redistricting

Jack Cera
KAREN KASLER / OHIO PUBLIC RADIO

Ohio voters may see not one, but two, issues next year overhauling the way congressional districts are drawn. In the words of one advocate: “I care about slaying the gerrymander because I’m an American.”

Here is the fourth installment of our series, “Gerrymandering: Shading the Lines."

On election night two years ago, Catherine Turcer of Common Cause Ohio couldn’t have been more thrilled.

snapshot from The ReDistricting Game
USC Annenberg Ceenter

From Dec. 18 though the 22nd, WKSU will take a look at the laws, calculus and politics that go into drawing Ohio's congressional maps -- and what changes may be coming.

House Speaker Cliff Rosenberger
JO INGLES / STATEHOUSE NEWS BUREAU

The leader of the Ohio House of Representatives is optimistic a new panel looking at ways to reform congressional redistricting will be able to come up with a good solution soon. 

Republican Speaker Cliff Rosenberger says the four members of the bipartisan panel are ready to work on a new plan to draw the Congressional map.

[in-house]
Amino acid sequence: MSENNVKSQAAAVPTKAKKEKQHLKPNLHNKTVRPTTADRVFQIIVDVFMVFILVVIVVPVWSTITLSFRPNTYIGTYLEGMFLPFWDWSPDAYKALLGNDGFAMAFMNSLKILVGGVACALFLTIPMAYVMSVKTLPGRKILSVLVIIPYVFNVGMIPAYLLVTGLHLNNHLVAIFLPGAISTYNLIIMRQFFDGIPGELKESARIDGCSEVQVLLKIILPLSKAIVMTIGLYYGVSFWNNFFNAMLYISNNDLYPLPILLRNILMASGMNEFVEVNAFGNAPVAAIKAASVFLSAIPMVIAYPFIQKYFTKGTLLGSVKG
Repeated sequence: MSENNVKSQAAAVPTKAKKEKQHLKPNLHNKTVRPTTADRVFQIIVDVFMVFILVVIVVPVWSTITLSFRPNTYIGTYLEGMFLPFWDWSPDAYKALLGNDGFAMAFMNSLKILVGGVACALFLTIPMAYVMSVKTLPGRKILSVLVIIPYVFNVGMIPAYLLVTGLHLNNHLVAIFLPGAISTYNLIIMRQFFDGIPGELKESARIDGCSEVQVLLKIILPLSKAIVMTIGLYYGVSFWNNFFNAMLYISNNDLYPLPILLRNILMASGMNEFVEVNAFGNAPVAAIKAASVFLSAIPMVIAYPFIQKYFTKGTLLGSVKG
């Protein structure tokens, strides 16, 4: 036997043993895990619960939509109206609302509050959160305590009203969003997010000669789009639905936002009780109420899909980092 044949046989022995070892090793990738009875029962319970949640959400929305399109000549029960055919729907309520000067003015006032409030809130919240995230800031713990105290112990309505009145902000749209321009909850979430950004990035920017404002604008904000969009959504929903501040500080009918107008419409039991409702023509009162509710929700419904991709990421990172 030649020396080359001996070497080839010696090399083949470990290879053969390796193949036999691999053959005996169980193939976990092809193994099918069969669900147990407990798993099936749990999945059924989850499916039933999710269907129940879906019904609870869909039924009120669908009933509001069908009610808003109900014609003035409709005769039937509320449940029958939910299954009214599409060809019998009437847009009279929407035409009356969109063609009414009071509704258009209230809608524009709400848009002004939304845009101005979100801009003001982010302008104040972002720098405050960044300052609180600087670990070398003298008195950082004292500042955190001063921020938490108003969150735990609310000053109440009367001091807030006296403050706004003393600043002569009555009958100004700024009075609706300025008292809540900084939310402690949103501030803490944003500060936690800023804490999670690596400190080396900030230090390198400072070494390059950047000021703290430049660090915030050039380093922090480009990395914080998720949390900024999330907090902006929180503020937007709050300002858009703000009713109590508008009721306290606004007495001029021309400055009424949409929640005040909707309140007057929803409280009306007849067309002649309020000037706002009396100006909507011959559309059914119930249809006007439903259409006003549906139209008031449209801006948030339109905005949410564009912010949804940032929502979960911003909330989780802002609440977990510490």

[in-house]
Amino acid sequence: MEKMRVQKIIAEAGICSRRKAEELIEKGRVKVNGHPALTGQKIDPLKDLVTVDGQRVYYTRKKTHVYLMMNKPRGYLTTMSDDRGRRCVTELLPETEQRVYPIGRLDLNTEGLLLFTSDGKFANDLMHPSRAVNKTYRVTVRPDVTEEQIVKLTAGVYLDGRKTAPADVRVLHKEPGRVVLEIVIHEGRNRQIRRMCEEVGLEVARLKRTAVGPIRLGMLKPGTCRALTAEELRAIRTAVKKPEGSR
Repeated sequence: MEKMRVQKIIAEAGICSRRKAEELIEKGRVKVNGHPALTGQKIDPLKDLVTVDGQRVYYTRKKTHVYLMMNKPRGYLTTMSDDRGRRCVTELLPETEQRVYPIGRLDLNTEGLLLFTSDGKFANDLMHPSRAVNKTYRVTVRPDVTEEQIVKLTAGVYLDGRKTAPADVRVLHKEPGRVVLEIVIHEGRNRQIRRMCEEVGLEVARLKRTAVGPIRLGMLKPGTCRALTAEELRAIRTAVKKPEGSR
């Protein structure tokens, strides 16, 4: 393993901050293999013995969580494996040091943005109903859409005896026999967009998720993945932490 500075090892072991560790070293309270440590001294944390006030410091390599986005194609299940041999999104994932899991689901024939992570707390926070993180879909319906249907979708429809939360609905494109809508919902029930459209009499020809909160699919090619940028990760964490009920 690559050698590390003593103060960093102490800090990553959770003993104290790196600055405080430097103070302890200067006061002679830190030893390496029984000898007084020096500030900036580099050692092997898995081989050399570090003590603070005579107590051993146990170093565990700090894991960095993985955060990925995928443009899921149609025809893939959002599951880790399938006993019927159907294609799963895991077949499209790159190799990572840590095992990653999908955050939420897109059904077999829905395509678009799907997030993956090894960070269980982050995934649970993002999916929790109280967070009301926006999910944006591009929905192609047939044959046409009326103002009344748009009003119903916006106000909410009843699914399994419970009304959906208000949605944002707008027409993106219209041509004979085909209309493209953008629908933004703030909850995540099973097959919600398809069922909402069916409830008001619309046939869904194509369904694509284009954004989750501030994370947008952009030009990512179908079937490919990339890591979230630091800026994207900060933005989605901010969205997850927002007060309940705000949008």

photo of voting stickers
STATEHOUSE NEWS BUREAU

Backers of a plan to allow Ohio voters to vote on congressional redistricting reform this fall have cleared one more hurdle. 

photo of John Green, Kathleen Clyde, Frank LaRose, Thomas Suddes
KABIR BHATIA / WKSU

Two state lawmakers were at Case Western Reserve University Thursday, explaining their proposals to change the way Ohio’s Congressional districts are drawn.

Democratic State Rep. Kathleen Clyde and Republican State Sen. Frank LaRose were part of the panel on Congressional redistricting, and both said reform needs to happen very soon.

Clyde and LaRose have introduced proposals similar to the one voters passed for Statehouse districts last year, in which a seven-member panel will draw the maps after the 2020 Census.

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